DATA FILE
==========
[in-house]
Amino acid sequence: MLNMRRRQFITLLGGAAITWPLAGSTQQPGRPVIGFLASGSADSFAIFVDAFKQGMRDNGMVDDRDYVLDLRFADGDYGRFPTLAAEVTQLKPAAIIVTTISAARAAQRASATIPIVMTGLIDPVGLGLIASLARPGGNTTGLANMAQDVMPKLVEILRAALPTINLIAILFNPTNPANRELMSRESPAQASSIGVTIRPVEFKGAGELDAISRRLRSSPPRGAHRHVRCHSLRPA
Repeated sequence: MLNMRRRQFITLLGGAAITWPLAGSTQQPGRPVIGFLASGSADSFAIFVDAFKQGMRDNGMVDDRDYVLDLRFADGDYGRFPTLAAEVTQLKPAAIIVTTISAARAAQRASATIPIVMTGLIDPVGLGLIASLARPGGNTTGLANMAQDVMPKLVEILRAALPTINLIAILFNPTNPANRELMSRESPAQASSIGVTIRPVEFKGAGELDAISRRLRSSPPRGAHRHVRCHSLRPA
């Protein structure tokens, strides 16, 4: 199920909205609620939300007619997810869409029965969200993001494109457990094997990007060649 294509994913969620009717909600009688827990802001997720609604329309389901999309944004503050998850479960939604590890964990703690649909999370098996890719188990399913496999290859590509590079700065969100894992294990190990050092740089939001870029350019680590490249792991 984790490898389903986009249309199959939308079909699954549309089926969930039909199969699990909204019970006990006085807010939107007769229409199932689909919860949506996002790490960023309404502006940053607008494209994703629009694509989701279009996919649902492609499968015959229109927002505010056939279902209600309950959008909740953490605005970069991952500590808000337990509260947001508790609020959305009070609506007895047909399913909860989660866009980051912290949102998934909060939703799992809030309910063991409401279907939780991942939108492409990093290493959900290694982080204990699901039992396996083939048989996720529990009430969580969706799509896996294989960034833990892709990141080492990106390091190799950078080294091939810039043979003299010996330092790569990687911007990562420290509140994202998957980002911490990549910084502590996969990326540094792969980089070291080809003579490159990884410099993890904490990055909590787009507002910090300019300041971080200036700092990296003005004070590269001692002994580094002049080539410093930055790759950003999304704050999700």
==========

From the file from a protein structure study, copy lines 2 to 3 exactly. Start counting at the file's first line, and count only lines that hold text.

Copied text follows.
Amino acid sequence: MLNMRRRQFITLLGGAAITWPLAGSTQQPGRPVIGFLASGSADSFAIFVDAFKQGMRDNGMVDDRDYVLDLRFADGDYGRFPTLAAEVTQLKPAAIIVTTISAARAAQRASATIPIVMTGLIDPVGLGLIASLARPGGNTTGLANMAQDVMPKLVEILRAALPTINLIAILFNPTNPANRELMSRESPAQASSIGVTIRPVEFKGAGELDAISRRLRSSPPRGAHRHVRCHSLRPA
Repeated sequence: MLNMRRRQFITLLGGAAITWPLAGSTQQPGRPVIGFLASGSADSFAIFVDAFKQGMRDNGMVDDRDYVLDLRFADGDYGRFPTLAAEVTQLKPAAIIVTTISAARAAQRASATIPIVMTGLIDPVGLGLIASLARPGGNTTGLANMAQDVMPKLVEILRAALPTINLIAILFNPTNPANRELMSRESPAQASSIGVTIRPVEFKGAGELDAISRRLRSSPPRGAHRHVRCHSLRPA